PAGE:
Scaling any type of company is in many ways about the journey from being a group of generalists to specialists. At the beginning one person or a few people do everything. As meeting the demand for your goods or services grows, more people are added to the team, driving each person towards a specialty. Some become sellers. Some get hired as engineers or project managers. The reason for this specialization is that, if done right, it drives efficiency, quality and predictability in the ultimate deliverable. With a team, projects are not delayed by vacations or sickness, great developers won’t get caught up in administrative communications and see a project timeline slip, focused project managers drive delivery without helping sort out an invoicing issue.
In lower touch businesses this type of transition happens without a lot of client impact. However, in high touch professional services firms like SilverTech, clients immediately noticed this type of evolution. Several years ago, a SilverTech client probably had one, perhaps two, people that they interacted with regularly and were focused on helping them achieve their goals. Today, they probably have an account manager, a project manager and one or more project engineers, strategists and designers all focused on their project and ready to respond if they have a question. On top of this, clients are always welcome to reach out to management if there is an issue with the project.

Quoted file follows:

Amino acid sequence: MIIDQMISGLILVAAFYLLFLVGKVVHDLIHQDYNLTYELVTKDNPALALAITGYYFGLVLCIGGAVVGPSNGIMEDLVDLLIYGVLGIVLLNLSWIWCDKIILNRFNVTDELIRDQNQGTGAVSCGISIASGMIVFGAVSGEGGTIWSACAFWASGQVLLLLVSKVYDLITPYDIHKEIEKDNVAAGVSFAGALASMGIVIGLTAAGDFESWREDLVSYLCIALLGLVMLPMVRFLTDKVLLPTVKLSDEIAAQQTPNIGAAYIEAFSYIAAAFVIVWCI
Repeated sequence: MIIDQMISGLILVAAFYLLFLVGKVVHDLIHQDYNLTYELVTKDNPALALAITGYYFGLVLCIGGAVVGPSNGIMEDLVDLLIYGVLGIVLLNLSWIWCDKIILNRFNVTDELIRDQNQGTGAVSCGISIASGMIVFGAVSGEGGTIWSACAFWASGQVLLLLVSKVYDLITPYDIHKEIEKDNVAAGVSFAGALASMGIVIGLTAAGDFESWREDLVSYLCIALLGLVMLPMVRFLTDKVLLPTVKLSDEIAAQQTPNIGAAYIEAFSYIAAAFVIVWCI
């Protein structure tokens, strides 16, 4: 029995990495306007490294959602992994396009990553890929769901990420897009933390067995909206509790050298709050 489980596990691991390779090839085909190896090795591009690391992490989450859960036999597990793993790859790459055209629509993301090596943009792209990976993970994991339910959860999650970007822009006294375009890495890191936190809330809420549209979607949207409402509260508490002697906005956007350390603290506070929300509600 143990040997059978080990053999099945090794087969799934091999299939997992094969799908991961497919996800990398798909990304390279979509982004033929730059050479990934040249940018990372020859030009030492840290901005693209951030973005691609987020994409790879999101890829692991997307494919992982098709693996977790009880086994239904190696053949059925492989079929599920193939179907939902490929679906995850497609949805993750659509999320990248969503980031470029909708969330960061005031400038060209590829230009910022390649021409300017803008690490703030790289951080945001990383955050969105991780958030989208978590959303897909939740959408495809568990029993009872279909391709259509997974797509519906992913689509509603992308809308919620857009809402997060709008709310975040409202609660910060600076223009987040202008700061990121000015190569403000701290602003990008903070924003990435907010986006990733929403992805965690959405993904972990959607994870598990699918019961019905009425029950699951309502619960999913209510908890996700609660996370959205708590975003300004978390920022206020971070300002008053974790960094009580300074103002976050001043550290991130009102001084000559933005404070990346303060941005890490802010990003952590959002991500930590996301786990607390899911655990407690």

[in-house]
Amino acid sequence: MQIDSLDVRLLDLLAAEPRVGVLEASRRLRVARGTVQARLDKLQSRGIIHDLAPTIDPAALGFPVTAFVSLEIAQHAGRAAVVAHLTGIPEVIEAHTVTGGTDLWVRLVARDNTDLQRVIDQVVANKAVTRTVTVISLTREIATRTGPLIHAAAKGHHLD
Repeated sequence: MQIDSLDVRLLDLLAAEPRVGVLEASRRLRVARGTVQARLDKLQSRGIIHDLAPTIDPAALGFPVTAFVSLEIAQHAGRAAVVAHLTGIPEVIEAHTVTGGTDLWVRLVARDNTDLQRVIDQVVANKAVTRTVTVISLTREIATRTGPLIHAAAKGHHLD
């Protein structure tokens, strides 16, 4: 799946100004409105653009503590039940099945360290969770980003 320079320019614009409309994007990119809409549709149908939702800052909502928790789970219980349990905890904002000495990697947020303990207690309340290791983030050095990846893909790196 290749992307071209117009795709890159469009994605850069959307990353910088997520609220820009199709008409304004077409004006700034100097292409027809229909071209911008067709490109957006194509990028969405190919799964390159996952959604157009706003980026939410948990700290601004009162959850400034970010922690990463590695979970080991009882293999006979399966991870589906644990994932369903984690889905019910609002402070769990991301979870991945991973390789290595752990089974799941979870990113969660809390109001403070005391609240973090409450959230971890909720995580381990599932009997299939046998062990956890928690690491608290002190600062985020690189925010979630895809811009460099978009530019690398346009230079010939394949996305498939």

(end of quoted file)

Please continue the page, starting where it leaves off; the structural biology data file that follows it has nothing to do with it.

During this phase of scaling, it becomes even more important to structure the teams correctly and communicate with clients about why ‘more people’ will deliver them better service and better outcomes. With larger teams that have multiple specialists, the project manager role becomes even more important as a key client partner and source of project ‘truth’. The lead project engineer role also becomes critical as the source of technical ‘truth’. Additionally, these key partners must articulate to clients how each person in the SilverTech “machine” is delivering independent value that is efficiently integrated to drive outcomes.
To that end, we recently got a note from a client that reminded us there’s always room for every company to improve.
“We realize that SilverTech is growing fast and processes will need to be ironed out. And instead of the single contact point of the web project, that now project managers, functional spec creators, designers, and developers may now be in the contact mix. This will be ok, but in the near term I wanted to mention a perception that this change has contributed to some inefficiencies.”
It was a great reminder for us. It isn’t just enough to do the right things, we need to explain how the experts we have on staff drive the quality, consistency and efficiency necessary to decrease risks to budget and timeline.